Amazon’s CEO Explains His Plans For Amazon’s New High-Speed Home Internet Service

Amazon LogoBack in April, we learned that Amazon was planning to launch 3,236 satellites to build a network to provide global high-speed internet. Unlike current satellite internet, these devices will be in a far lower orbit and offer far faster speeds compared to current satellite systems use.

This week Jeff Bezos opened up more about his plans to for high-speed internet from space sold by Amazon.

“The goal here is broadband everywhere, but the very nature of [having] thousands of satellites in low Earth orbit is very different from geostationary satellites. … You have equal broadband all over the surface of Earth. Not exactly equal, it tends to be a lot more concentrated toward the poles, unfortunately.

“But you end up servicing the whole world. So it’s really good. By definition, you end up accessing people who are ‘under-bandwidthed.’ Very rural areas, remote areas. And I think you can see going forward that internet, access to broadband is going to be very close to being a fundamental human need as we move forward.

“So Project Kuiper has that. It’s also a very good business for Amazon because it’s a very high-capex [capital expenditure] undertaking. It’s multiple billions of dollars of capex. … Amazon is a large enough company now that we need to do things that, if they work, can actually move the needle.”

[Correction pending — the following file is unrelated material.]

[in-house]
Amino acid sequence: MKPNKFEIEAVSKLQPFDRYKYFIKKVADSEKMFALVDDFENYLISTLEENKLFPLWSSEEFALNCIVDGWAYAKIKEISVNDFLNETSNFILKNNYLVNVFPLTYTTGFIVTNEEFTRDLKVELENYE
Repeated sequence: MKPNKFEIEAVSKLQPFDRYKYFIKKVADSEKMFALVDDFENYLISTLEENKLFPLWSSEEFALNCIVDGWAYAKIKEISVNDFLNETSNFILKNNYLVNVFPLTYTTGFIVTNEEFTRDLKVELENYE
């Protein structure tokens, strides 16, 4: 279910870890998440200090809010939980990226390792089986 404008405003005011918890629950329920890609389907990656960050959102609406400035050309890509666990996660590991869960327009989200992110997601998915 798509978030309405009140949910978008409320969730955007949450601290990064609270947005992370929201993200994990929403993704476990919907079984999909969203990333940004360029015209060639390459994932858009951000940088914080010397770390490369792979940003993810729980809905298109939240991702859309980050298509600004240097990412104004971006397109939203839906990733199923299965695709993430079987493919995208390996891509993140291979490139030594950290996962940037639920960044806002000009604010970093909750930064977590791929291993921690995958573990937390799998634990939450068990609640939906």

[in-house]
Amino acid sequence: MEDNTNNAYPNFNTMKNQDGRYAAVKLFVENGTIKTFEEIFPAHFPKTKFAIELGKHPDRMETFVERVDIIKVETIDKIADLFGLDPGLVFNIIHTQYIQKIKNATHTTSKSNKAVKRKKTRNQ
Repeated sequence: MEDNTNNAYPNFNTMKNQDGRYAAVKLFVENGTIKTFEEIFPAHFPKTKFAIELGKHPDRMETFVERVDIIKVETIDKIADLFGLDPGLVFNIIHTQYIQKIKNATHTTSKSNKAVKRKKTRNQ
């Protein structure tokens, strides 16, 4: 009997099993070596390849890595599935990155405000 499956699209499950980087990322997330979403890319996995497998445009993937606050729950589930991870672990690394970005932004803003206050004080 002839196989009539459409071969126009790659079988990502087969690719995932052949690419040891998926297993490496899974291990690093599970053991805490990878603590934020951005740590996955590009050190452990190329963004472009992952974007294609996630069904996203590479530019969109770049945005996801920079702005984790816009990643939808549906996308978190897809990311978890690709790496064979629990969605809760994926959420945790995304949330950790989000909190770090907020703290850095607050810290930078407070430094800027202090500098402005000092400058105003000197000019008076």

This idea is not new as SpaceX has already launched a few low orbit test satellites to offer home internet that have reportedly been very successful. Reports say SpaceX plans to launch 4,425 satellites as part its low orbit internet services. Softbank-backed OneWeb has also already launched six satellites with the goal of launching 650 more to offer internet service from space.

This is good news for cord cutters as it brings one more option for home internet. Combined with 5G, fiber, and fixed wireless internet soon your home internet options will no longer be limited to DSL or cable.

This is great news for rural American and developing countries as it could mean fast high-speed internet even if you live far from a city.

Source: GeekWire

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